Left to right: Michael Hotze & Emma Browning (Scottish Power Renewables), David Diggens (Norfolk Rivers Trust), Jan Collins (Bat Conservation Trust), David White (Norfolk County Council), Sarah Jane Scott (Environment Agency), Simone Bullion (Suffolk Wildlife Trust), Sue Hooton (Association of Local Government Ecologists), Martin Sanford (SBIS), Gareth Dalglish (Natural England), Darren Tansley (UK Water Vole Steering group), Gen Broad (SBIS). Photos: Hamish Jackson 4
Catchment scale Restoration on the River Blyth Alice Wickman, Suffolk Wildlife Trust From the estuary, which enters the North Sea at Southwold, to the non-tidal tributaries that wind their way through towns, villages and farmland, the River Blyth is a beautiful feature of East Suffolk. However, sections of the river suffer from run off from input from nearby land, as well as historic modifications that affect the way it flows through the landscape. Suffolk Wildlife Trust is working in partnership with the Environment Agency to tackle these issues on a catchmentwide scale on the River Blyth. This two-year, Water Environment Grant funded project will see seven sites across the catchment restored and work is already underway. The first stage of the project, completed in October, saw a section of the river improved with log jams and flow deflectors which help vary the flow and reduce sedimentation, improving the habitat for fish and river invertebrates. Further upstream, leaky log jams were installed to help slow the flow during heavy rain.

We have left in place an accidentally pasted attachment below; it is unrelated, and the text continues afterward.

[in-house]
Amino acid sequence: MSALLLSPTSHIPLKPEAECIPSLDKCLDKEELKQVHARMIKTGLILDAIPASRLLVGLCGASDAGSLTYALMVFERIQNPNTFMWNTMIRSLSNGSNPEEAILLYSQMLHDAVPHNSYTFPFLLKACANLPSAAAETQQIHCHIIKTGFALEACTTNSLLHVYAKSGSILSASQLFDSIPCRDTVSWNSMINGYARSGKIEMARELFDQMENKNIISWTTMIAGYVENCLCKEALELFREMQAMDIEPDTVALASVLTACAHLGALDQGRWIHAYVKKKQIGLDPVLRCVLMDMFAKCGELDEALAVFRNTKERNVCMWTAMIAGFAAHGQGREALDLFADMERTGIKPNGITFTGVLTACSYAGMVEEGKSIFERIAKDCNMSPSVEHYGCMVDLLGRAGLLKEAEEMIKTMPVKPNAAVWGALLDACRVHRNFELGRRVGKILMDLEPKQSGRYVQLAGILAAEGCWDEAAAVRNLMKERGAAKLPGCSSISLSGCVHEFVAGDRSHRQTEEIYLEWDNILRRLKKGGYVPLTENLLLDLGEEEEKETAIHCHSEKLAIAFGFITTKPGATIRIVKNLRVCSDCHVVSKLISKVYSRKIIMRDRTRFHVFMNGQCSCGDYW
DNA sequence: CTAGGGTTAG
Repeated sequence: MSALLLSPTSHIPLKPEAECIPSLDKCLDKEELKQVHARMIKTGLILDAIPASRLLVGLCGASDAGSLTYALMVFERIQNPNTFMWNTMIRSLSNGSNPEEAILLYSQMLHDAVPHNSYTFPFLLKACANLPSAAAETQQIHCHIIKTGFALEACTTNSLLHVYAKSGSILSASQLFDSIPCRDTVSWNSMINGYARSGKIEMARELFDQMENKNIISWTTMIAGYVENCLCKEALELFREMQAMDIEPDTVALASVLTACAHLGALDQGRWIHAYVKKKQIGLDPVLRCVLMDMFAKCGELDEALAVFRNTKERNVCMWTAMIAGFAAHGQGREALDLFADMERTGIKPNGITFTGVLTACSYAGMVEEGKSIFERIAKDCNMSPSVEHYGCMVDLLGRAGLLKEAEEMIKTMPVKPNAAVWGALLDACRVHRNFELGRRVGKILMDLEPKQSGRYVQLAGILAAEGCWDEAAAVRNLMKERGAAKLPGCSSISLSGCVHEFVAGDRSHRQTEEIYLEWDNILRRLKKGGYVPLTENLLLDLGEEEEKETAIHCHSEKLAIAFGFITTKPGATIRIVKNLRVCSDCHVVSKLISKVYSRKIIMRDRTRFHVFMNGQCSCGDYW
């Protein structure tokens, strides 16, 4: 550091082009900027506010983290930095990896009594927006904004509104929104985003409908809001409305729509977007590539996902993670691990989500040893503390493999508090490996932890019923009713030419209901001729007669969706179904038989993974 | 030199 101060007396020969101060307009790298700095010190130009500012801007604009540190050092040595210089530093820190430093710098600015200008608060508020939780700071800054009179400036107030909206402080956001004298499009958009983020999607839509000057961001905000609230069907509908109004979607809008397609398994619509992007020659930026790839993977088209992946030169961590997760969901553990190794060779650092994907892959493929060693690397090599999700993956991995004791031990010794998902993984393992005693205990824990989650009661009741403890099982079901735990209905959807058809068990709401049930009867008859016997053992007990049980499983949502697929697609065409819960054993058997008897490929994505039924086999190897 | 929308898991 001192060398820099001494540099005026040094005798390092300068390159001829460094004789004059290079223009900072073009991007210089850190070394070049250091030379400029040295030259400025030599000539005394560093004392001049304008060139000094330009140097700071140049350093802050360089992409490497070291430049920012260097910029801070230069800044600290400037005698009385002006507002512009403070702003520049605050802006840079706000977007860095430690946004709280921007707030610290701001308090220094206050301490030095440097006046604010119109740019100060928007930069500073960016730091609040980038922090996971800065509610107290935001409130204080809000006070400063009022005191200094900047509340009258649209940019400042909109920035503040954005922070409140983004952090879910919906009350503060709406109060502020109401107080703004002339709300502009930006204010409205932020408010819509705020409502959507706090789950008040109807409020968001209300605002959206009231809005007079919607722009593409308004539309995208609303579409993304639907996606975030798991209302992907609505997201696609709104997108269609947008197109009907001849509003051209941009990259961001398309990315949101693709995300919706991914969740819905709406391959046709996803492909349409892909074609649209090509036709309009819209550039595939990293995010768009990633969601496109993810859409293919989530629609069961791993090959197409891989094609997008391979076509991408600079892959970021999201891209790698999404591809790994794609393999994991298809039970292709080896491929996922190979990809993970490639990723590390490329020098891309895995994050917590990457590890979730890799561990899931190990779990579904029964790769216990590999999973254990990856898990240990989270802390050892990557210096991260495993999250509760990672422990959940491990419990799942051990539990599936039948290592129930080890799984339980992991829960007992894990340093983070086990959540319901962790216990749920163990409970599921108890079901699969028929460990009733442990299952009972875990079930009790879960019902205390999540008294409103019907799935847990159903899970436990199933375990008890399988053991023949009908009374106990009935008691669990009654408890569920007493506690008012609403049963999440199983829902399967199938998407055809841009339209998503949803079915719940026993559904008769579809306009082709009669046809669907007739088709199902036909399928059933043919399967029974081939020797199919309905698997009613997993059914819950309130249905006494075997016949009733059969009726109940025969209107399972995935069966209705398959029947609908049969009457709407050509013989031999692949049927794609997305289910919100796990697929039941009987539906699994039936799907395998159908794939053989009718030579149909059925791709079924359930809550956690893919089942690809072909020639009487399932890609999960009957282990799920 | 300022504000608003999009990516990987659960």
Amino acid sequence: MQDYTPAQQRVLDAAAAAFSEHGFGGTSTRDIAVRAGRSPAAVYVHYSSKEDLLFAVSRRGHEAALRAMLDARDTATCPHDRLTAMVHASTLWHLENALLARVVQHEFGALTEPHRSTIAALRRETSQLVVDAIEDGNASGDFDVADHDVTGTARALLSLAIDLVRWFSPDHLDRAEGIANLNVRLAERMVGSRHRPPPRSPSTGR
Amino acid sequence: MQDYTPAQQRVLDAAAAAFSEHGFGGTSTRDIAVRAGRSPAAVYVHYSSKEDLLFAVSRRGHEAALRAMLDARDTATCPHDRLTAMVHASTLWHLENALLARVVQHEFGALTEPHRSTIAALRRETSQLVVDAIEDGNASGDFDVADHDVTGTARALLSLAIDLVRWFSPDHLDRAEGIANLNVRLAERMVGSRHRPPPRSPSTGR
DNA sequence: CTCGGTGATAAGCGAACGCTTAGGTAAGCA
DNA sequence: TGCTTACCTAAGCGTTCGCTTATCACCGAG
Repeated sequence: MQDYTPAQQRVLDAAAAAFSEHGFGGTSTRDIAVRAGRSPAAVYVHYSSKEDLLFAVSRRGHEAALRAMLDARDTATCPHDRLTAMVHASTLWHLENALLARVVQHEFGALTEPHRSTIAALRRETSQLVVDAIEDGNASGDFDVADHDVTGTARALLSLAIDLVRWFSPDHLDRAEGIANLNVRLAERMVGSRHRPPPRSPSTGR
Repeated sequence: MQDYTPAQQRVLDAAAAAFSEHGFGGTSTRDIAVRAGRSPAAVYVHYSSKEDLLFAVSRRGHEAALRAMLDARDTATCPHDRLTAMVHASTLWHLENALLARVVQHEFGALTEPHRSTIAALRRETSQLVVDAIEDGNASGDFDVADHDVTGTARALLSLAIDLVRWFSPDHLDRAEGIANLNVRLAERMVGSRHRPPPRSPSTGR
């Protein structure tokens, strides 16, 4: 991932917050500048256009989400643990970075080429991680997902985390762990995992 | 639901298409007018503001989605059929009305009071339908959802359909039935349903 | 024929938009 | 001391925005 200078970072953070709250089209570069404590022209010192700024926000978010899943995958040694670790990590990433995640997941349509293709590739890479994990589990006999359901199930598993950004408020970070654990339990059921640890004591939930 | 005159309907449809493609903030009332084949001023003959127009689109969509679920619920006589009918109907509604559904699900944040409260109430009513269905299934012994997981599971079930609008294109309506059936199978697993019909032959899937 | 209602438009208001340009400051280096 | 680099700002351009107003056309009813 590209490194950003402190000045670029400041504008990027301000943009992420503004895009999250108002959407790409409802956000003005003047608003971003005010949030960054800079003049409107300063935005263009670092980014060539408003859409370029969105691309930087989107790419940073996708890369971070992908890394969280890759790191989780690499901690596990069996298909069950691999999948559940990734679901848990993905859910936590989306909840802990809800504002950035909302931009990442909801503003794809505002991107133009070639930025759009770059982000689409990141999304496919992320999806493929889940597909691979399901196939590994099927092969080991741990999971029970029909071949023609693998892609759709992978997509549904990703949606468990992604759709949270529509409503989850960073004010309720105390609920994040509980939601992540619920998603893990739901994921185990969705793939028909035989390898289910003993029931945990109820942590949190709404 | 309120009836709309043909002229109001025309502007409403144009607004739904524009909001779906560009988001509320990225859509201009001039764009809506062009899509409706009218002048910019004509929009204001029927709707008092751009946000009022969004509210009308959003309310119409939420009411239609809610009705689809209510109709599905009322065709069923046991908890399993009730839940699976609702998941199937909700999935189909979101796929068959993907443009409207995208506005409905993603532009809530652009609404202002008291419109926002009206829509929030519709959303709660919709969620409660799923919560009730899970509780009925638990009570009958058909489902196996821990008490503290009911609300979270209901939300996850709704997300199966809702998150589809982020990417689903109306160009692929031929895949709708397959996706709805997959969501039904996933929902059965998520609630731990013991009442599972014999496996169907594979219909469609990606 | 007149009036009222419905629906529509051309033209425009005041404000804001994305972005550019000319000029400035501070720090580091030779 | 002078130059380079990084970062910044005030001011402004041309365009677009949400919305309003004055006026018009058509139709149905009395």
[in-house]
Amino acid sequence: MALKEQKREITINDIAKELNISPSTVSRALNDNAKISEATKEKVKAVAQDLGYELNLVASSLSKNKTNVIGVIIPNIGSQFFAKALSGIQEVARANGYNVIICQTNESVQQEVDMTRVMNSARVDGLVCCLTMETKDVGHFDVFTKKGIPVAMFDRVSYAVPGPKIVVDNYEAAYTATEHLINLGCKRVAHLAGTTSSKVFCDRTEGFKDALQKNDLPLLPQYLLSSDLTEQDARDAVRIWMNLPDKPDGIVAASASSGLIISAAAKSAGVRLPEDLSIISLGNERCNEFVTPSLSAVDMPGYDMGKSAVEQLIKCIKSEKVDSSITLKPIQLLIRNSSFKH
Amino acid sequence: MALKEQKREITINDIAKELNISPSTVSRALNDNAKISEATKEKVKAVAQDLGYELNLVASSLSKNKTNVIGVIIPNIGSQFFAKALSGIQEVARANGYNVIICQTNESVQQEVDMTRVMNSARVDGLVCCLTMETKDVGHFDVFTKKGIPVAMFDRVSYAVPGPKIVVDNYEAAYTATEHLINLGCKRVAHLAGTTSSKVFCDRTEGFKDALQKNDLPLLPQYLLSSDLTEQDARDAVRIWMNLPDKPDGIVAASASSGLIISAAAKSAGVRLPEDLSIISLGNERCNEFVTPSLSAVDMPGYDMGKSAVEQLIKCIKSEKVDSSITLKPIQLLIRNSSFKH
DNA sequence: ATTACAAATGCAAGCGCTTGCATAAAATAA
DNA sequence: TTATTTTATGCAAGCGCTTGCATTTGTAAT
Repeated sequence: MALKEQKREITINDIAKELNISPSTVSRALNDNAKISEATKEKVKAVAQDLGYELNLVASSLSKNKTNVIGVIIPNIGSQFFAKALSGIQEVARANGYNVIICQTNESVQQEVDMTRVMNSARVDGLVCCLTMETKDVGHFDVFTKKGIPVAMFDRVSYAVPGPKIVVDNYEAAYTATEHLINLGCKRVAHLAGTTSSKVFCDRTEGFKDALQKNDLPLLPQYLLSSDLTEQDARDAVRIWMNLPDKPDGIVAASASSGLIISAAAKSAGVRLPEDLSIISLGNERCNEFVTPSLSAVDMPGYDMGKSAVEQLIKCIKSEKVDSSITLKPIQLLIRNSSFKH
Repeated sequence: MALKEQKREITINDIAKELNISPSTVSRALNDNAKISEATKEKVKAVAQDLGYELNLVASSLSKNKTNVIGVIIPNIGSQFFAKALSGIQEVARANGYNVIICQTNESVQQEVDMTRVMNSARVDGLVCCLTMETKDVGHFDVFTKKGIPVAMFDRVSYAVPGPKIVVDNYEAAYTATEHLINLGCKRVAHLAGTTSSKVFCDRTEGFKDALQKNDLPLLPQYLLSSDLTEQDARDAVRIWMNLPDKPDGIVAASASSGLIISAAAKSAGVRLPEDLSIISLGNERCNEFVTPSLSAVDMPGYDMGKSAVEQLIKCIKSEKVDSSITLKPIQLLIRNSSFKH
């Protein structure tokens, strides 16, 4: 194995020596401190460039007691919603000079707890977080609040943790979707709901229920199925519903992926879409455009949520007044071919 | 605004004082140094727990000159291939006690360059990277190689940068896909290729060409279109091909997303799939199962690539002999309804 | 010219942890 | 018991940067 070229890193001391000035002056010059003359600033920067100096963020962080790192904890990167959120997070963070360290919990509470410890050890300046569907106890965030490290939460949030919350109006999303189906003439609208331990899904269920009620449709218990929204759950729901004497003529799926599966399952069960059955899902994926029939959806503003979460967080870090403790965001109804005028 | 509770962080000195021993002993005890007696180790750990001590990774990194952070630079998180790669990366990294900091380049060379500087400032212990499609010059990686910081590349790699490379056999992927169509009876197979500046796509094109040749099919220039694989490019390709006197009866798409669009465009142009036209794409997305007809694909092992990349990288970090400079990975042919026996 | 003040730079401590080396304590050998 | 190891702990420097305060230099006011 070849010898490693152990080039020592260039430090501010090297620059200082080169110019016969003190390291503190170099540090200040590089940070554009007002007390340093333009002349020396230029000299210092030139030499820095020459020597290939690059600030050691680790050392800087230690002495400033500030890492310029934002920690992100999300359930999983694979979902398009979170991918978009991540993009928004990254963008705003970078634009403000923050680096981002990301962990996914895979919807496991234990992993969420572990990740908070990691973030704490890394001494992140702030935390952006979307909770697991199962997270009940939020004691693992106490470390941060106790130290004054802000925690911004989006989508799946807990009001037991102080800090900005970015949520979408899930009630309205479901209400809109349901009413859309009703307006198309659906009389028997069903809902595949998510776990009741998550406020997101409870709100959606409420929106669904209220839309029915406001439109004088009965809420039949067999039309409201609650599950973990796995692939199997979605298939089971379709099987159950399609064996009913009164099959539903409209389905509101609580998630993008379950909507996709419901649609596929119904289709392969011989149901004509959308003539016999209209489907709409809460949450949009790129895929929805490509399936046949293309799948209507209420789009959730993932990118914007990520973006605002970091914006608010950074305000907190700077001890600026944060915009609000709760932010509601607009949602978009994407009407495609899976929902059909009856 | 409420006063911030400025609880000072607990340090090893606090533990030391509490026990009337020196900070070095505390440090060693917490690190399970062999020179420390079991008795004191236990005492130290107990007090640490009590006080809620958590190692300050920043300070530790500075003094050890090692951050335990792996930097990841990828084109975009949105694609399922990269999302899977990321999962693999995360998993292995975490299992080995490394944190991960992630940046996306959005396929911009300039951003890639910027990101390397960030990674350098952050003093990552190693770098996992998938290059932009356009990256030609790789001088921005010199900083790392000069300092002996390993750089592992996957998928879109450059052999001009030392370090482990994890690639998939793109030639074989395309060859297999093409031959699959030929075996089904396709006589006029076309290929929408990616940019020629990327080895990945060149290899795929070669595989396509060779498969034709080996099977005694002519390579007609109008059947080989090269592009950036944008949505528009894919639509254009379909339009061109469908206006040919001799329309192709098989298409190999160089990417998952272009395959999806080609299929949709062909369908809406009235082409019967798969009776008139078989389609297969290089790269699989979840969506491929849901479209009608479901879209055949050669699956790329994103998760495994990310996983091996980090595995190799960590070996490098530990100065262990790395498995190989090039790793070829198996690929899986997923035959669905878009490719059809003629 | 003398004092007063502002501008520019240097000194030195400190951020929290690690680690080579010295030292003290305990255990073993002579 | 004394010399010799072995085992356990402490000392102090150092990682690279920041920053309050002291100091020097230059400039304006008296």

Installing a flow deflector on the River Blyth ÂŠ Alice Wickman
A flow deflector on the River Blyth ÂŠ Alice Wickman
The restoration work will continue over the winter with riverside tree planting across the catchment. The occasional riverside tree will further improve the river habitat by providing shelter for fish and invertebrates, creating shade, regulating water temperatures and controlling the growth of in-channel vegetation, which will improve the flow. A team of volunteer River Wardens will be helping with this, as well as conducting regular monitoring of the river. 5
A log jam on the River Blyth © Alice Wickman
If you have any questions about the project or would like to get involved, please contact Alice Wickman, River Blyth Catchment Advisor at Suffolk Wildlife Trust. Phone: 07826897009 Email: Alice.firstname.lastname@example.org.